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Proc Natl Acad Sci U S A. 2011 Feb 15;108(7):2831-6. doi: 10.1073/pnas.1014971108. Epub 2011 Jan 31.

Population genomics and local adaptation in wild isolates of a model microbial eukaryote.

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  • 1Department of Plant and Microbial Biology, University of California, Berkeley, CA 94720-3102, USA.

Abstract

Elucidating the connection between genotype, phenotype, and adaptation in wild populations is fundamental to the study of evolutionary biology, yet it remains an elusive goal, particularly for microscopic taxa, which comprise the majority of life. Even for microbes that can be reliably found in the wild, defining the boundaries of their populations and discovering ecologically relevant phenotypes has proved extremely difficult. Here, we have circumvented these issues in the microbial eukaryote Neurospora crassa by using a "reverse-ecology" population genomic approach that is free of a priori assumptions about candidate adaptive alleles. We performed Illumina whole-transcriptome sequencing of 48 individuals to identify single nucleotide polymorphisms. From these data, we discovered two cryptic and recently diverged populations, one in the tropical Caribbean basin and the other endemic to subtropical Louisiana. We conducted high-resolution scans for chromosomal regions of extreme divergence between these populations and found two such genomic "islands." Through growth-rate assays, we found that the subtropical Louisiana population has a higher fitness at low temperature (10 °C) and that several of the genes within these distinct regions have functions related to the response to cold temperature. These results suggest the divergence islands may be the result of local adaptation to the 9 °C difference in average yearly minimum temperature between these two populations. Remarkably, another of the genes identified using this unbiased, whole-genome approach is the well-known circadian oscillator frequency, suggesting that the 2.4°-10.6° difference in latitude between the populations may be another important environmental parameter.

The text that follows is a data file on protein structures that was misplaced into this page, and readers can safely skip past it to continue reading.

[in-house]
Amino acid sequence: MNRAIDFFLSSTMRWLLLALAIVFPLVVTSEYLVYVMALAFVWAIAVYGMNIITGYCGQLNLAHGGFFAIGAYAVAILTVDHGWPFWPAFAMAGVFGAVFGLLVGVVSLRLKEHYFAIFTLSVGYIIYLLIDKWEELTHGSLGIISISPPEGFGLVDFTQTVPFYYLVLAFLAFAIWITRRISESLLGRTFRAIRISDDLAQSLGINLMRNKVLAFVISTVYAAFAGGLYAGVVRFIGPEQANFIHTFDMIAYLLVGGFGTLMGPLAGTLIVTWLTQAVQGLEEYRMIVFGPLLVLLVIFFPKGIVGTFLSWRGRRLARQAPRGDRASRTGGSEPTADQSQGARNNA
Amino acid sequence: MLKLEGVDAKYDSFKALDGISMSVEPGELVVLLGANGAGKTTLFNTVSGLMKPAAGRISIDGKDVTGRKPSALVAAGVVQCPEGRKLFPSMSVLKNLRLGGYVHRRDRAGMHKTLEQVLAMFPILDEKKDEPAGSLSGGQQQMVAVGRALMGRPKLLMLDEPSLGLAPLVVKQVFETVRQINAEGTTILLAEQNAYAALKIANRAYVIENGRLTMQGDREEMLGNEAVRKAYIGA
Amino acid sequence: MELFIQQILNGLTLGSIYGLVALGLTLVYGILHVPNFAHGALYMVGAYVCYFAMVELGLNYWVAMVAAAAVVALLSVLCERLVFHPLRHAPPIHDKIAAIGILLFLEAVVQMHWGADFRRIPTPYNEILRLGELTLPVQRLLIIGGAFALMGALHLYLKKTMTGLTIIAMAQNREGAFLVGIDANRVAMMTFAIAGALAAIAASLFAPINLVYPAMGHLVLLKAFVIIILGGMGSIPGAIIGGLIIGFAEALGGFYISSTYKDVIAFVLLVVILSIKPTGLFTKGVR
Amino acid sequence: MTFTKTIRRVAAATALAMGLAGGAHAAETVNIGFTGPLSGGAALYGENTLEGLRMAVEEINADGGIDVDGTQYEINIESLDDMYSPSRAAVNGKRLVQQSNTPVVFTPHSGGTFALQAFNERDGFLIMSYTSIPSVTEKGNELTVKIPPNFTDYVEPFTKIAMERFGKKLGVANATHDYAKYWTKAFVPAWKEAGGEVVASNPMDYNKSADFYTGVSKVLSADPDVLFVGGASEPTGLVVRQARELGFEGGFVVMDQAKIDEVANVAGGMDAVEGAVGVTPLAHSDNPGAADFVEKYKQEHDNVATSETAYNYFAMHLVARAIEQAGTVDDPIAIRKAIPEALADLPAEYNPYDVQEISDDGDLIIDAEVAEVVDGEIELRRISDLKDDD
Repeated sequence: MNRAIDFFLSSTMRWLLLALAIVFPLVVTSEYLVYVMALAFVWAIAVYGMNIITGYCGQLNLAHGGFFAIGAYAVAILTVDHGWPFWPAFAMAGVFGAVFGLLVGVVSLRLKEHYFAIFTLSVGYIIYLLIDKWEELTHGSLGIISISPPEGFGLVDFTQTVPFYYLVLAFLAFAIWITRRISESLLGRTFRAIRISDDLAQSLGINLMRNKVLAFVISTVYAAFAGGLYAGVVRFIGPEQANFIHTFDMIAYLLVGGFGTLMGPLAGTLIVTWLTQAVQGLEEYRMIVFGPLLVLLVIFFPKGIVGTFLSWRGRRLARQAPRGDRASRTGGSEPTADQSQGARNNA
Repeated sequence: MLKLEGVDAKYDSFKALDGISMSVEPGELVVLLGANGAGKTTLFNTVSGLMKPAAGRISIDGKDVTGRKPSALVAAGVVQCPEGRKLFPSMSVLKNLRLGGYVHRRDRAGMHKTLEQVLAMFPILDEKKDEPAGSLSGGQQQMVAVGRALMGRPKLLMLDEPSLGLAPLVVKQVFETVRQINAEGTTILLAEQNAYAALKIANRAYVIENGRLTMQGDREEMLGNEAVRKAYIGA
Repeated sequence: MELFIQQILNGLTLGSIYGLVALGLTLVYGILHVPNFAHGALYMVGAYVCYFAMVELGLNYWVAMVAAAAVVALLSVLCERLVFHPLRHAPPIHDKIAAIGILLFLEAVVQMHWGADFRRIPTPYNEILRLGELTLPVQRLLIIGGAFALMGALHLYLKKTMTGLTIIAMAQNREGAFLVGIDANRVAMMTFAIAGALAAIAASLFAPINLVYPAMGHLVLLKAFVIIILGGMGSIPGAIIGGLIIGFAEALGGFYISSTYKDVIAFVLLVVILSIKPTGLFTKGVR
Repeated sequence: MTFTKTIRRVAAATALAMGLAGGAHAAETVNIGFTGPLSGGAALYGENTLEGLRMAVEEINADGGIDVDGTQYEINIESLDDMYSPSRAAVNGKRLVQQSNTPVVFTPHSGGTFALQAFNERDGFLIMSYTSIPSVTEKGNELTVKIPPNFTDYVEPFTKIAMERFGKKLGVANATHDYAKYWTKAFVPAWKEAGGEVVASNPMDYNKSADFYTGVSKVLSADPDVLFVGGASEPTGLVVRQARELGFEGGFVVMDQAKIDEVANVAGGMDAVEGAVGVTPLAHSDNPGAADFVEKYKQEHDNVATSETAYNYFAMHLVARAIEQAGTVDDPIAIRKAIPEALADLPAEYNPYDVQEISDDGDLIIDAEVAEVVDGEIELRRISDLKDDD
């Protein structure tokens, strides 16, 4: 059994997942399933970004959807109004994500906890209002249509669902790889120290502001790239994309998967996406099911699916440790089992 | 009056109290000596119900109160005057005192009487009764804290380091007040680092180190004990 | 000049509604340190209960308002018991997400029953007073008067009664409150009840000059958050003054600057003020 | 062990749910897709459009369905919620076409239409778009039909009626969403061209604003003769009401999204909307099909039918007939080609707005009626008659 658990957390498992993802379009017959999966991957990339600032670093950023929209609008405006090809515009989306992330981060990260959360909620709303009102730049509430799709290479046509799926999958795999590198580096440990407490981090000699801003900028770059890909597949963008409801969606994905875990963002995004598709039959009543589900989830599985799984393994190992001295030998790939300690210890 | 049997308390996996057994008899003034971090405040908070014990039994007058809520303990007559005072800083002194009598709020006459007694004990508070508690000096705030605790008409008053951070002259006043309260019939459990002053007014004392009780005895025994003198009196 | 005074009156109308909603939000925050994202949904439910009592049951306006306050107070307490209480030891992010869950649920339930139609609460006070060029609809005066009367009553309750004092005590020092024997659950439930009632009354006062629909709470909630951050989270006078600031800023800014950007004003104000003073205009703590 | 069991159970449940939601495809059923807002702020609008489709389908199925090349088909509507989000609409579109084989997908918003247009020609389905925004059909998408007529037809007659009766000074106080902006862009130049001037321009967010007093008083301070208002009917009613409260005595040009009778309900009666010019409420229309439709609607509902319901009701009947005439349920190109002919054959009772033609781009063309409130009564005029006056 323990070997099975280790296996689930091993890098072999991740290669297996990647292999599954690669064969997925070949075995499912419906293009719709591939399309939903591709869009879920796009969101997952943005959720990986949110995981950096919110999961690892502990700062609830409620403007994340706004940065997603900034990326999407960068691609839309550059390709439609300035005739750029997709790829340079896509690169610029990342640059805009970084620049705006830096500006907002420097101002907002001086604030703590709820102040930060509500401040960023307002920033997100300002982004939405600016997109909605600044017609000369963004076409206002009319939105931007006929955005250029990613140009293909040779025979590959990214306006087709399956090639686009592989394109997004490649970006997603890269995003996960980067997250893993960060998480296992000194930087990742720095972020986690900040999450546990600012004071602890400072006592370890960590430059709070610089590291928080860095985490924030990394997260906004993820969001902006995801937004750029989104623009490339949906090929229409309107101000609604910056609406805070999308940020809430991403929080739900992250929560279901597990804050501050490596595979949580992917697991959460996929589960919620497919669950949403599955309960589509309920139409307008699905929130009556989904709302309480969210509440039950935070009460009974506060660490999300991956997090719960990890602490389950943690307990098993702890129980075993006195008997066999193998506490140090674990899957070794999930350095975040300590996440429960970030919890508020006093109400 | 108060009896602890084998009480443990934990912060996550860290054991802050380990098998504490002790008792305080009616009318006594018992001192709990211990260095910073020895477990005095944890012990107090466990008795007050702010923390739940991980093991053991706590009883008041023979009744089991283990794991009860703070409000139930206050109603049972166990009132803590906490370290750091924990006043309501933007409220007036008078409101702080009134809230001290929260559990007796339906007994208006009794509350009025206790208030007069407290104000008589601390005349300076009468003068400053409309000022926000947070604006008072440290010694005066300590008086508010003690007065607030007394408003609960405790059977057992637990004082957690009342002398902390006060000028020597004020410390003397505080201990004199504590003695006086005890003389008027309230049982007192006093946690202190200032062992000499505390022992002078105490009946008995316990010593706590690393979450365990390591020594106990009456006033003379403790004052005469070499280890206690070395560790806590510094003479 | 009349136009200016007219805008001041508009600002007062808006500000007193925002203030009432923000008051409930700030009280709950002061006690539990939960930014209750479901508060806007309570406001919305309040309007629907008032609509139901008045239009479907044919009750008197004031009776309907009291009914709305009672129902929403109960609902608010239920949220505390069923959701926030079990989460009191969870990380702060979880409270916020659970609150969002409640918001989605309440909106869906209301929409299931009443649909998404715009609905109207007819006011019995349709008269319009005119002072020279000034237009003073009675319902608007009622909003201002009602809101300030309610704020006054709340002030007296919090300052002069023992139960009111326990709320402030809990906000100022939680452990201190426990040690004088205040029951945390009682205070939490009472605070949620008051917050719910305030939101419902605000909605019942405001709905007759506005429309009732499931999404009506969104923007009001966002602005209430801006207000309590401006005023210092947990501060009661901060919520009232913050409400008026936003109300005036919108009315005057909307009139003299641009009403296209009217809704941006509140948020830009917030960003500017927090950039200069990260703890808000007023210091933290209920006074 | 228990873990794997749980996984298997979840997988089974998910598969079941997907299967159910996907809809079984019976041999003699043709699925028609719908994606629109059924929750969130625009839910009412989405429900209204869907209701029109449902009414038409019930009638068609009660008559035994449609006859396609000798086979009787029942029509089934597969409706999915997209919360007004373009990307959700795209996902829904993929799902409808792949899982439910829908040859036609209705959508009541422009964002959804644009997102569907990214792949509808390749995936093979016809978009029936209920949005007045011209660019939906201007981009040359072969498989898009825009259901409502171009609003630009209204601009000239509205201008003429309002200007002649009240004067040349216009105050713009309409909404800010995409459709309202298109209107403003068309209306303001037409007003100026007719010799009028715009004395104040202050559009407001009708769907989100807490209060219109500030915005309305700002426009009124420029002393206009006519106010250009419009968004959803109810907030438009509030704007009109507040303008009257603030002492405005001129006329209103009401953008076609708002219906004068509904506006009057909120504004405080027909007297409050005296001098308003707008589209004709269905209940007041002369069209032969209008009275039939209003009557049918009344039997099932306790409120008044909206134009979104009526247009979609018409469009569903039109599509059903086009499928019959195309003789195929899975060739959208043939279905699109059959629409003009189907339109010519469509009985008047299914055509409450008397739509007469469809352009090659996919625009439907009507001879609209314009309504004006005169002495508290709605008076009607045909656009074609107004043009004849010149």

PMID:
21282627
[PubMed - indexed for MEDLINE]
PMCID:
PMC3041088
Free PMC Article

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